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Former Google CEO Eric Schmidt shared his ideas on the best strategy to reopen the economy amid the coronavirus pandemic and how large companies can do their part in helping speed up the economic recovery as more than 17 million Americans have filed for unemployment. His remarks came during an interview with economist Marie Josee Kravis for the Economic Club of New York on Tuesday.
While many experts and economists worry of a potential "unemployment hangover" lasting even after the economy is reopened, Schmidt believes it can be avoided through job retraining and reskilling.
"One way to think about it is that there are jobs being created by virtue of the digital platforms, as well as there are jobs being lost because of the loss of faith in the analog system because your retail stores and so forth are shut down," Schmidt said. "So the society just needs to change more quickly to this new paradigm."
In order to do that, Schmidt believes that larger companies like Amazon, Walmart, Costco and Target, who have all seen "very significant growth" while other retail companies and brands have been hurt, need to lead the way by hiring individuals displaced by the virus.
"It appears as though the distribution infrastructure, the networks, the winners are winning the majority of the share and the lesser parts of the infrastructure are suffering as a result," Schmidt said. "As you get a more networked society, you tend to produce network winners, which become the distribution platforms, the branding platforms and so forth, and they need to be the ones hiring."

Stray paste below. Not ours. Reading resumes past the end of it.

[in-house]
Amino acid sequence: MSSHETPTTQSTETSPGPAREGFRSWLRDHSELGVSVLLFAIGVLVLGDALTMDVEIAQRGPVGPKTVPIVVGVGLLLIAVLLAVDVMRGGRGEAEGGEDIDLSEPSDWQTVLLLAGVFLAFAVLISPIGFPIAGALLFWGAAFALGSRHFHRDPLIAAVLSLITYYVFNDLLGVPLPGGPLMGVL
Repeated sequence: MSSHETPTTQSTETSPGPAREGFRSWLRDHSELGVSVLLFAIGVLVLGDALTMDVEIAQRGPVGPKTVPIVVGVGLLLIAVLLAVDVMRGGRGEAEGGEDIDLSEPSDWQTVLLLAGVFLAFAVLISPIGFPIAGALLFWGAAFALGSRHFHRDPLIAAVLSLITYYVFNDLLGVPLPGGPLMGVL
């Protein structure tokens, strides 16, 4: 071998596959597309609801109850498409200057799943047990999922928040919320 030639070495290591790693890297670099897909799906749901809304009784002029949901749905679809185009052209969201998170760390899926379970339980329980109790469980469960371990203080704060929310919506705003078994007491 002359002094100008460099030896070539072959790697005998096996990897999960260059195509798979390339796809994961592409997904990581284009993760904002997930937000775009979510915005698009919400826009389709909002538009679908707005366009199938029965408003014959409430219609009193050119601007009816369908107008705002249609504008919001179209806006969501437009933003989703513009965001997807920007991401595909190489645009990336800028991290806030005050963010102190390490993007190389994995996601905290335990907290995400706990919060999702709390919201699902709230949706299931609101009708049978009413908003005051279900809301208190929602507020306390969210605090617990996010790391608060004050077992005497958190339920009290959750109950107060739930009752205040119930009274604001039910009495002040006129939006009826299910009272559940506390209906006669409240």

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In terms of actually reopening the country and restarting the economy, Schmidt said that both the health problem and economic problem need to be solved at the same time, but that we have very few tools at our disposal to actually do that.
"We don't have mathematical models that understand the network paths that people follow," Schmidt said. "We didn't take the time in the last month or two to collectively figure out what the contact points of everyone are. That's a lost opportunity."
He added that the most likely scenario to reopen would be a "series of unlocks" with social distancing in stores and restaurants that will last for much longer than most people think.
"This will change our society for much longer than we think," Schmidt warned. "It's not going to be a quick recovery back to the hugging and kissing in restaurants and all the kind of behaviors that were perfectly fine before the pandemic. People will remember, and until there's a broadly available vaccine and herd immunity, it will be dangerous to engage in some of those activities, especially if you're older."
Overall, Schmidt believes the hardest decision will be when to reopen schools, primarily due to the difficulty for public schools to practice social distancing and because we "don't fully understand the transmission path with kids and their parents and especially their grandparents".
He expects that each state will have a different process and timeline for reopening, but is worried that states are not currently equipped with the tools necessary to make that decision accurately, and that to do so would require collective action in order to fund and build the technology used to create a more accurate model that would assess the "incremental danger" associated with opening up an individual state or business.
"I wouldn't want to make that decision if I were a governor without having some facts right. I want to know what percentage of my workforce is covered by this. How many people am I exposing? What additional danger am I asking?", Schmidt said.
But rather than involving big tech companies, Schmidt believes there are plenty of individuals at universities across the country who would be just as capable at creating these tools.